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Courts and Constitutional Law in MENA

Panel IV-28, 2023 Annual Meeting

On Friday, November 3 at 11:00 am

Panel Description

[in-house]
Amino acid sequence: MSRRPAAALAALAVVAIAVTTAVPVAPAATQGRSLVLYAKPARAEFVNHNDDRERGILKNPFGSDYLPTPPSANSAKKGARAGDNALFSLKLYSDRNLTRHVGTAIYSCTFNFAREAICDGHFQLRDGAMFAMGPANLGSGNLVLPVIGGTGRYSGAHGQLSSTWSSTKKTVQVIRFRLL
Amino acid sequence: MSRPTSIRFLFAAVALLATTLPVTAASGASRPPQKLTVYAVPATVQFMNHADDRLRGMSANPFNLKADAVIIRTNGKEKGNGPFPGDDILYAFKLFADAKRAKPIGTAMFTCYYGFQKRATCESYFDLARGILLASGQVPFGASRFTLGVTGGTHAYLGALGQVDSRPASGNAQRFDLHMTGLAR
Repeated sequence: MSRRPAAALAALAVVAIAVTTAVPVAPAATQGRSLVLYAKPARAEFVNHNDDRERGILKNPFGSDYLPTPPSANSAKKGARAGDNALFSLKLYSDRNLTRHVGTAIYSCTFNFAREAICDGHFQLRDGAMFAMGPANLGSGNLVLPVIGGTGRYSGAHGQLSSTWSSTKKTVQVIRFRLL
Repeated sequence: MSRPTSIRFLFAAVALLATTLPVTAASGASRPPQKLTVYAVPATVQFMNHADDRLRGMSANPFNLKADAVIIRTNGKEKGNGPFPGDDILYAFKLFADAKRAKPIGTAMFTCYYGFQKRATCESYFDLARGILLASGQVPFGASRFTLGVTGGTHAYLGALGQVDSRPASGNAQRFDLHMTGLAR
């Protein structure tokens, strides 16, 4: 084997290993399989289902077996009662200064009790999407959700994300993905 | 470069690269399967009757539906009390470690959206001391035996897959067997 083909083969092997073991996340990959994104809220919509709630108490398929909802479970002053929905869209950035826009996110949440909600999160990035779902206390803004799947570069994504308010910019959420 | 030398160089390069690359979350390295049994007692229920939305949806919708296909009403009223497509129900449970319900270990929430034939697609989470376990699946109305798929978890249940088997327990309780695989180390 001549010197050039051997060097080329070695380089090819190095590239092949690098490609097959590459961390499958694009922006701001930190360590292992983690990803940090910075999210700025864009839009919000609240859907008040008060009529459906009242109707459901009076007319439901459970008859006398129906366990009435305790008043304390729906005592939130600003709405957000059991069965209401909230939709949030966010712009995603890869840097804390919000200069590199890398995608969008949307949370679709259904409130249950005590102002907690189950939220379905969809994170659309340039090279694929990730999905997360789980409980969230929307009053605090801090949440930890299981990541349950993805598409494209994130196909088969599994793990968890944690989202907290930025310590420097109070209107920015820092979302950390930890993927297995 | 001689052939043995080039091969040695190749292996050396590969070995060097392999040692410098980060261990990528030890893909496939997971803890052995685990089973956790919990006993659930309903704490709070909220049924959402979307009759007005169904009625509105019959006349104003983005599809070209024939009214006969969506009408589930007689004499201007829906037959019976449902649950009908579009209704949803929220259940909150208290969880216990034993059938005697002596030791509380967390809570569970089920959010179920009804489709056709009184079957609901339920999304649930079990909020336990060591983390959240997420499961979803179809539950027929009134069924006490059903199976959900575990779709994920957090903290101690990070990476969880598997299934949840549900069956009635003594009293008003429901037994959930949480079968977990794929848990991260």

• Civil law is the fundamental law of a legal system. Any major change to civil law will alter beyond recognition a legal system. Islamic civil law as codified by the Ottomans, al-Majalla, was applied in the modern state of Syria from 1919-1949. Al-Majalla was taught at the Syrian University founded in 1919. Thus, all legal professionals practiced Islamic civil law and all civil courts applied this law. But Islamic civil law ceased to be the fundamental law of Syria after the first military coup d’État of 1949 staged by general Husni al-Zaim. It took al-Zaim and his entourage less than a month to dismantle a legal system centuries old. Al-Majalla was replaced by the Syrian Civil Code based on the newly promulgated Egyptian Civil Code of 1948, itself of French origin. The highest-ranking Islamic law judges were forcibly retired, and the Islamic law professor at the Syrian University was fired. Civil law courses at the university were totally revised in order to teach the new Syrian Civil Code. And of course, the Syrian legal system was in a state of chaos; neither the lawyers nor the judges had received training in the new code they now had to apply. This paper relates the struggle that politicians and jurists of the 1950s took up to reinstate Islamic law as the main source of legislation. It describes the changes to legal education which ensured that Islamic law was taught at the university, and that jurists trained in the tradition could continue to practice law. The presentation also relates how the political instability of successive military coups ultimately foiled attempts to restore a legal system founded on Islamic law. Finally, the paper describes events since the popular uprising of March 2011 in Syria, and the “renaissance” of Islamic law observed mainly in the north. Some lawyers, judges and prosecutors of the Syrian opposition supported attempts to apply Islamic law in the ad hoc courts they established in areas no longer under state control. Rather than interpret their actions as part of the political movement of Islamism that swept across Syria as of 2013, the paper demonstrates that their efforts to reinstate Islamic law mirrored the past attempts of legal professionals of the 1950s and 1960s to salvage their legal tradition. Primary sources include the Official Gazette of Syria, university textbooks and programs, Internet sources post-2011, and interviews conducted with Syrian legal professionals.